Razer’s Nommo Pro speakers are the most impressive wireless audio solution from this company yet, as they offer strong sound quality and an easy-to-use menu that helps get you started with your new purchase.
I knew I was in for a treat as soon as I walked into the area where the speakers were set up. When a shot was discharged, the thud of sound was enormous, as expected by the downward-facing subwoofer. The subwoofer was placed right beneath and to the rear of the desk. The sub blasted air out of the vent straight up into the bottom of the desktop with each blast of bass. As the slight impact was communicated to my hands, this, together with the vibrations sent through the floor, heightened immersion.
The crunch of snow under my feet, the deep growl of a jeep’s engine, and the echo of a gunshot rolling back down from a cliffside were all strongly replicated and managed to take over the room and drown out the discussion of people behind me.
The mids and highs, on the other hand, were less spectacular. Still acceptable. However, the audioscape sometimes missed elements like conversation and tiny subtleties. The EQ settings may assist in reducing this loss of fidelity, given the tremendous bass sensation. At the same time, in gaming, I’d be willing to sacrifice some detail for chest-rumbling levels of immersion courtesy of the bass. Note: Battlefield 1 was used to assess the game’s audio performance.
Performance of Music
The Performance of Music of the Razer Nommo Pro threw up an interesting situation. The “Dolby Music” setting seems to have the effect of averaging out the sound, resulting in a flat listening experience, and the vocals tend to get lost in the bass, which is unfortunate. On the other hand, the EQ settings are quite fun to play around with. It allows you to adjust the relative volume of varying frequencies. You can save these settings but if you listen to a wide range of music, modulating the EQ settings for each genre of music is unrealistic. I’d recommend sticking with the “Dolby Movie” setting. This setting gives decent bass (boostable via the corresponding setting in synapse) without sacrificing too much in the mid and high ranges. Given that this Speaker system is primarily focused on gaming, a reduction in the Performance of Music is perhaps expected.
Performance in a film or on television
The experience of cinematic sound on the Nommo Pro is reasonable. The Bass is, of course, fantastic. As with the Performance of Music, the mids and highs are pretty good, and lowering the bass boost will help with dialog fidelity. Again, the EQ settings are valuable for this. Still, the varying movies will need variable settings, so unless you’re a true cinephile/audiophile, adjusting the settings per movie is perhaps too much hassle. The movie mode, as detailed above, is preferable to the weirdly flat music mode. For movies, this system is good for a PC setup. However, living room users will probably find themselves wanting more, for example, a 5.1 or 7.1 setup.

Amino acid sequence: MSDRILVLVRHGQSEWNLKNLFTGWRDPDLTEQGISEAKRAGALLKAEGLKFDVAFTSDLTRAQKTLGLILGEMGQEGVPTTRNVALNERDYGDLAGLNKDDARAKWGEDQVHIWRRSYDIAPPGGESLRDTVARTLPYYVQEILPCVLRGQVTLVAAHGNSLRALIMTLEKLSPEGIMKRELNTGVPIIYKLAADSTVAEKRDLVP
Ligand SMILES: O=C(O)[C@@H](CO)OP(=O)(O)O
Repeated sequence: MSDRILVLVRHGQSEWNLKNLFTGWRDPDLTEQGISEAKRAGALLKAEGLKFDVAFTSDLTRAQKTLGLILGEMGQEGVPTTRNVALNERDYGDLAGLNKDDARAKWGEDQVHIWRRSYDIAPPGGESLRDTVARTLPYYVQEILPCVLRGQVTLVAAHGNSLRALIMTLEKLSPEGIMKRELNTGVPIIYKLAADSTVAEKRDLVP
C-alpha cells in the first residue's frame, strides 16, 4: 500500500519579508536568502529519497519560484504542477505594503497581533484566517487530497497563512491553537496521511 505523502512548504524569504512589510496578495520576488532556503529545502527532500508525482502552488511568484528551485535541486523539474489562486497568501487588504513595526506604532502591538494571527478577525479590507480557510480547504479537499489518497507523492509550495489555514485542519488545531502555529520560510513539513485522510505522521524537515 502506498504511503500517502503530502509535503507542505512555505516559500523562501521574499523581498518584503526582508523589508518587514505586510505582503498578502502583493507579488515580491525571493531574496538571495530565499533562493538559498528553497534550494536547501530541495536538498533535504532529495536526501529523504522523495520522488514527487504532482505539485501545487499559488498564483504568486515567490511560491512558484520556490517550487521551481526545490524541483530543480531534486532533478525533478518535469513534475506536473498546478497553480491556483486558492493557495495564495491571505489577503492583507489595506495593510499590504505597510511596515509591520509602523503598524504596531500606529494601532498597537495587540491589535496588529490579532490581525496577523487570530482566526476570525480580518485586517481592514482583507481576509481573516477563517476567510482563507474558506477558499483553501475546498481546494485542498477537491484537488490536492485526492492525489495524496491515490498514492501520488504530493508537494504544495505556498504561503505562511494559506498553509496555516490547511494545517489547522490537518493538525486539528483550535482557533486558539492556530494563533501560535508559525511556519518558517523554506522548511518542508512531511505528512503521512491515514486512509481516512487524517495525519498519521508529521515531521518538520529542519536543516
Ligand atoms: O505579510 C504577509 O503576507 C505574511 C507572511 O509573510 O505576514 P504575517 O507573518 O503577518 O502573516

Movie Mode with Bass Boost set to 60% is the recommended film/TV setting. (Action or superhero movie fans may wish to turn up the Bass Boost for more explosive sound spaces during action sequences.)
Performance in Surround Sound
Given that it’s only a 2.1 speaker set up without the ability to add additional speakers, the Performance in Surround Sound is limited but comprehensive. It offers a decent Performance in Surround Sound, sounds are legible from your surroundings, but audiophiles may find themselves wanting more. However, the $499 price tag is steep if you’re looking for a complete surround sound setup. For cinephiles, I wouldn’t recommend this setup for surround sound. Gaming Capabilities are also limited. For example, detecting footsteps in your surroundings for competitive FPS play is possible but not ideal. Competitive gamers should stick to their headset in this case.
Certification by THX
At first, the phrase “THX Certified” might sound like marketing gibberish, but it does qualify the quality of the Razer Nommo Speakers. Not only is Certification by THX a rigorous test, but it’s also an expensive process for a manufacturer. The rate that the certification verifies is inarguable. However, the cost of the said process can prohibit smaller companies from attaining the certification, which means that equivalent or better speakers can likely be found for the same price or even less.
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